# Significant Figure Rounding

• Jul 30th 2012, 08:38 AM
Chaim
Significant Figure Rounding
I kind of understand Significant Figures, but I was having a tough time rounding.
For example, if we have 0.732 m, the significant figures is 3.
If we were to round it to 2 significant figures, then the answer would be 0.73 m

Just like 142,000 g has three significant figures
If we were to round it to 2 significant figures, then the answer would be 140,000 g

Another example is 5.23 * 103 km, which has three significant figures
If we were to round it to 2 significant figures, then the answer would be 5.2 * 103 km

But I'm kind of confuse on how to round something like 1050 in.
Since 1050 has 4 significant figures, then how would I make it into 2?
Since this isn't like decimals anymore, and if I get rid of the last 2 digits, 5 and 0, it will make it into 1000, which would make it only have 1 significant figure.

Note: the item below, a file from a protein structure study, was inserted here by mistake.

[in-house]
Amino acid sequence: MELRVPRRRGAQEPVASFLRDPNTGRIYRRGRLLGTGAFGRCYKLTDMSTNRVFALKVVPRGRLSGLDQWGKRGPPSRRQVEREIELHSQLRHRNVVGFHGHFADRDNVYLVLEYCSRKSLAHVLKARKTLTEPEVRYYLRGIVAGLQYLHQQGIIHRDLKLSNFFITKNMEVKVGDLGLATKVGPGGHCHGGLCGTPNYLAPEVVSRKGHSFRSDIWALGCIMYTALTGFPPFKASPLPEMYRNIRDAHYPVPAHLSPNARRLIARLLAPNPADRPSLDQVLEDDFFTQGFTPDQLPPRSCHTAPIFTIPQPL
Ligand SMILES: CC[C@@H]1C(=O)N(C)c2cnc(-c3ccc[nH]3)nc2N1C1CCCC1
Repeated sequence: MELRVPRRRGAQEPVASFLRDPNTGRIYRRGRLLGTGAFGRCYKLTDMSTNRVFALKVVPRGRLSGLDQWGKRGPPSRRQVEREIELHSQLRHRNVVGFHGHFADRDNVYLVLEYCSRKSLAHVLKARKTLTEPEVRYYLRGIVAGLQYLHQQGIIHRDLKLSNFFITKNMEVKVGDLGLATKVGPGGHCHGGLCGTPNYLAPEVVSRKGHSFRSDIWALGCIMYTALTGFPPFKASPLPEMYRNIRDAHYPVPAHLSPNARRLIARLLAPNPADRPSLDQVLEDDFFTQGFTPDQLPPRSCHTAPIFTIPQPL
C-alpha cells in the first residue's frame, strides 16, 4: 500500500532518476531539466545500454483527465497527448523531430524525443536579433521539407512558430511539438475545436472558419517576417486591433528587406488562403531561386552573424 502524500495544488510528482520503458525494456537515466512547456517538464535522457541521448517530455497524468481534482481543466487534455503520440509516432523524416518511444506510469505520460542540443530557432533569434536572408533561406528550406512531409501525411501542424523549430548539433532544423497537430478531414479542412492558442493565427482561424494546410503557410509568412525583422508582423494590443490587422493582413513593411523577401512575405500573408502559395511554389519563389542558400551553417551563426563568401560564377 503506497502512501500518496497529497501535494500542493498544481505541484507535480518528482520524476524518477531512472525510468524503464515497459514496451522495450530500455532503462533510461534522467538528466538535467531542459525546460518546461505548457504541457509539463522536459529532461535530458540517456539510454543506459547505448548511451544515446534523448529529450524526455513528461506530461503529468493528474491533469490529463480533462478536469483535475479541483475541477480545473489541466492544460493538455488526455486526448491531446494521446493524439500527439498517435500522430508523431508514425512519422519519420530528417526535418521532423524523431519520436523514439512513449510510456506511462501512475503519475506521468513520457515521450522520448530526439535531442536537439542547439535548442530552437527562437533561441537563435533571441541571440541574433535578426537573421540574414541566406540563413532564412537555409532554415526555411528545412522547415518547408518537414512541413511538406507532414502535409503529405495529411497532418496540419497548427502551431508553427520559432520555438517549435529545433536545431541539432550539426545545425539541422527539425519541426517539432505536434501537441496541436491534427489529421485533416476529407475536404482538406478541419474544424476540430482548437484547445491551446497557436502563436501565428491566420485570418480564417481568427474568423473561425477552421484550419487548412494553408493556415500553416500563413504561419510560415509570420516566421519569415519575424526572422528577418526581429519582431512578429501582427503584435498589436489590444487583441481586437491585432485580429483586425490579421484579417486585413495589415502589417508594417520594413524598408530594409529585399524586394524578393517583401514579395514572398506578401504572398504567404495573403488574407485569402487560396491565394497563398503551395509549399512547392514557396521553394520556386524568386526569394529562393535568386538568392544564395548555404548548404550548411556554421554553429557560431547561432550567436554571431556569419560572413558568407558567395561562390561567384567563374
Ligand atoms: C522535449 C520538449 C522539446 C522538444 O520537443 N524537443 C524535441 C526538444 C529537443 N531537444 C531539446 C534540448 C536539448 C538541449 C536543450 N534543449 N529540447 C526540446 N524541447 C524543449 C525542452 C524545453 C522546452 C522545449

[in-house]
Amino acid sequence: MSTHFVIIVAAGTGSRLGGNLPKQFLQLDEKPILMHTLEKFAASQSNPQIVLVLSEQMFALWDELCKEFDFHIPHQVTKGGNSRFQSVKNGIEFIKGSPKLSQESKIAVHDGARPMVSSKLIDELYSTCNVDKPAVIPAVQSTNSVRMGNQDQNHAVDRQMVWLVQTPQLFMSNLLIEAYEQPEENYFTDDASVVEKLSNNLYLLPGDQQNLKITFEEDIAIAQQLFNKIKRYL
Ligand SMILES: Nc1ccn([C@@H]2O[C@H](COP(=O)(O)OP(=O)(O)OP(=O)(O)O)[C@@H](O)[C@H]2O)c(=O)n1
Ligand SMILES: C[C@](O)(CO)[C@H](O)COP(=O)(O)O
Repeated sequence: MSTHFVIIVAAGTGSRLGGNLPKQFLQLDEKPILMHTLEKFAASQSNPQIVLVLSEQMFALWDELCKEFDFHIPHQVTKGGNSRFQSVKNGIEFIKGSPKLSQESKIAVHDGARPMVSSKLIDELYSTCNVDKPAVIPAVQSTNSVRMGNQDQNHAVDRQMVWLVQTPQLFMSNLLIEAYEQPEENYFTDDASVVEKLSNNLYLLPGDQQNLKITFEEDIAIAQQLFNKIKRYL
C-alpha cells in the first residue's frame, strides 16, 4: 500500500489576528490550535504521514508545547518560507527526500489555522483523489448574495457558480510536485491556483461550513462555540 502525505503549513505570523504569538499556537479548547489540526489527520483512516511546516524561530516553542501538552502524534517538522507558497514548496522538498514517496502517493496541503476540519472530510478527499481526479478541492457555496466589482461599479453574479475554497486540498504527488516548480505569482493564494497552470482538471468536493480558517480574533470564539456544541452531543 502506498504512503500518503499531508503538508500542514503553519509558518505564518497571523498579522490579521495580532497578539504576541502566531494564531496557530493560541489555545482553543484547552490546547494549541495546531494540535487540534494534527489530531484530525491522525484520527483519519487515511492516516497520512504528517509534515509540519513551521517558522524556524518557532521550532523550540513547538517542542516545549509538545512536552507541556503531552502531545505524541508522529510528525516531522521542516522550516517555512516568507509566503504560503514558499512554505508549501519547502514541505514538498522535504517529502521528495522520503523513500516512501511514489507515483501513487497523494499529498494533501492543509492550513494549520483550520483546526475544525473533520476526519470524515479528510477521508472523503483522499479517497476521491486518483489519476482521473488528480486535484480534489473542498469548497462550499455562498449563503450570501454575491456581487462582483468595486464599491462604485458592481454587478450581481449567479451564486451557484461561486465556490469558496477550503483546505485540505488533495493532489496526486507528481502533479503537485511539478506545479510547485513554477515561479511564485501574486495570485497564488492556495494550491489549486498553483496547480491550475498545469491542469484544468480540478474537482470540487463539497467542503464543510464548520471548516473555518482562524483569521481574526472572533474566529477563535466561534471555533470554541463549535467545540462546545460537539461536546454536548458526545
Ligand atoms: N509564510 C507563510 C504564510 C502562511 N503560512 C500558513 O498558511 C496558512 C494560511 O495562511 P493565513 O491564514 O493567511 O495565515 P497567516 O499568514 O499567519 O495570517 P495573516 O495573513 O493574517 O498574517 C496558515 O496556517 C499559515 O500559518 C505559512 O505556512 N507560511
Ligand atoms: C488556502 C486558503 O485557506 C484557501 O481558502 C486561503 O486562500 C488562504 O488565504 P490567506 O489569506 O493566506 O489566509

Can anyone explain it to me?
Thanks
• Jul 30th 2012, 09:11 AM
emakarov
Re: Significant Figure Rounding
Read this section of the Wikipedia article about significant figures. When there are trailing zeros and no decimal point, the number of significant figures has to be specified explicitly. Thus, 1050 may have 3 or 4 s.f., and 1000 may have 1 to 4 s.f. The result of rounding of 1050 to 2 s.f. is 1000 to 2 s.f.

Edit: Rather, the result of rounding of 1050 to 2 s.f. is 1100 to 2 s.f. if the round half up tie-breaking rule is used.
• Jul 31st 2012, 07:27 AM
Chaim
Re: Significant Figure Rounding
Ah ok thanks!
• Jul 31st 2012, 08:30 AM
HallsofIvy
Re: Significant Figure Rounding
There are two commonly used conventions for rounding if the first digit removed is 5:
1) Always round up. The reasoning here is that the digits after the 5 will make the actual number closer to the next place up.
2) Always round to the closest even number. There is nothing special about "even"- the reasoning here is that we are "halfway" between two digits and, since the previous digit will be even about half the time, this will result in rounding "up" half the time and rounding "down" half the time.